Amidst all the Fair(e)s and excitement from one coast to another, it’s been incredible to see how way makers are documenting their work, their excitement, and the community. Maker Ed’s Open Portfolio Project is investigating just that. Over the past 8 months, in collaboration with our close partners at Indiana University’s Creativity Labs, we have begun to think through what an open, decentralized, and distributed portfolio system might look like for makers.
And it looks different from one project to the next! Our National Working Group and core leadership team convened back in November 2013 to experience some hands-on making and active documentation themselves, and the documentation that occurred varied from final snapshots of a semi-finished product, to 3rd-person photographs, to a in-the-moment iPhone video stand that utilized a juice carafe. We are makers indeed. Our prototyped work with makers at Maker Faire Bay Area and with youth in Bloomington, IN also revealed some insights into how they do — and don’t — care about recording what they do.
Along with monthly Hangouts with the incredible team of National Working Group experts, we are also embarking on our second phase of the project — field research with K-12 sites across the country. We want to know what young makers are doing, how they’re capturing their work, and what practices, questions, and hopes have arisen. Research questions that stemmed from our literature review of historical portfolio use in education and other fields also help point us in a direction that investigates questions of assessment, evaluation, curation, identity, and reflection.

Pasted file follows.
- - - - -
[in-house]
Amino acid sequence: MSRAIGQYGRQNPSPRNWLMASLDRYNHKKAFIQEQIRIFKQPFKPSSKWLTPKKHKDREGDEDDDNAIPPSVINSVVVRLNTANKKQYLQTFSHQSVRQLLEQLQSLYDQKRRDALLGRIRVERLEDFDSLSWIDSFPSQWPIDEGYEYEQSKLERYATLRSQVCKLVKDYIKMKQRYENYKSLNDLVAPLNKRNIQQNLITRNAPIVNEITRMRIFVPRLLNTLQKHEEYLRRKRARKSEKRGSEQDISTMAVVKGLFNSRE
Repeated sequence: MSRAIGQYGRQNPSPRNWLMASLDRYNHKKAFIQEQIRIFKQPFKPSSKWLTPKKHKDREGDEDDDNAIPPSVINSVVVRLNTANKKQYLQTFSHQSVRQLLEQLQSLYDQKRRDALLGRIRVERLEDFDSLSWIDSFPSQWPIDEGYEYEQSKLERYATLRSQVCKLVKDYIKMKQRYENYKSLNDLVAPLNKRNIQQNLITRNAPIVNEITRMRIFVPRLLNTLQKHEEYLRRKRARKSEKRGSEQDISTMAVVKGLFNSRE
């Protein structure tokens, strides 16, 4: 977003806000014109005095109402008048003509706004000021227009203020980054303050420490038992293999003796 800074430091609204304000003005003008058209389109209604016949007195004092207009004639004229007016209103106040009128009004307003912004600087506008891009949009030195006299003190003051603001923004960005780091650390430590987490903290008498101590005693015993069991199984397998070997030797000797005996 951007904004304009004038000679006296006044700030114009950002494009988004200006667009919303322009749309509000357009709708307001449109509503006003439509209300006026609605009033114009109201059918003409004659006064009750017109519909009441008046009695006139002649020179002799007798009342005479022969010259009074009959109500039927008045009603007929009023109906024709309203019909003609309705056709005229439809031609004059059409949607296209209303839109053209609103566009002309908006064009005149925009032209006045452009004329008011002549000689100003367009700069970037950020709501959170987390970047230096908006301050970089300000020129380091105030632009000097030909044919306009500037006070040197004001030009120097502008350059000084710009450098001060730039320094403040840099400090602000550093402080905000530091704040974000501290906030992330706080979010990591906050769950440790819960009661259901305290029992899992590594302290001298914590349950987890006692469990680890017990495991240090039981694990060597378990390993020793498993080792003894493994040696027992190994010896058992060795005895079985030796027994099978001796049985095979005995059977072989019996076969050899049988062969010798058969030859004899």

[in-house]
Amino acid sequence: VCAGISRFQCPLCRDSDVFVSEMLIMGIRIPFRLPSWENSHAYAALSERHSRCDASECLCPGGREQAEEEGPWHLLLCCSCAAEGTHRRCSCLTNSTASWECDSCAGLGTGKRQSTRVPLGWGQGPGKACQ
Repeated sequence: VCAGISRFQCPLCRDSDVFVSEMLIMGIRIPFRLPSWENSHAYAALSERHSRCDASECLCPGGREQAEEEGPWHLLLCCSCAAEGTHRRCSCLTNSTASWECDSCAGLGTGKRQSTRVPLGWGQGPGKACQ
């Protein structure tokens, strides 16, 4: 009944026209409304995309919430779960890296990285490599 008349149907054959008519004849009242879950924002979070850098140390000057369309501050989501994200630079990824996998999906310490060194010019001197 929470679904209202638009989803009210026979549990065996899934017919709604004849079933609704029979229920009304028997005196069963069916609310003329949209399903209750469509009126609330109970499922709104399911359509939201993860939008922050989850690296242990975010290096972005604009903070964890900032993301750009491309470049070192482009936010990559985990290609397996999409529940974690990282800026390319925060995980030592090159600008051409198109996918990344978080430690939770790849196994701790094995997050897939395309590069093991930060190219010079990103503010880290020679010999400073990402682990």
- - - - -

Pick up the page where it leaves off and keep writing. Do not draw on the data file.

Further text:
Which brings us back to the question of… what — and how — are you documenting? How do the young makers in your communities record the incredible things they do? Do you write about it on blogs, in journals, on whiteboards? Do you take photos and videos of finished products or of mid-process (marvelous) mistakes? Do you assign grades and/or set up showcase exhibitions? Is there time set aside for thought, conversation, and reflection?
If you’re interested in being part of our work, feel free to register your interest via our Open Portfolio form. Or better yet, if you’re already making and documenting with youth this summer, please fill out our recent Maker Site Survey! This latter tool will inform the field research work that we do and ultimately, the findings and recommendations we make upon completion of the project.
The Open Portfolio Project is made possible by the incredible support of the Gordon and Betty Moore Foundation.
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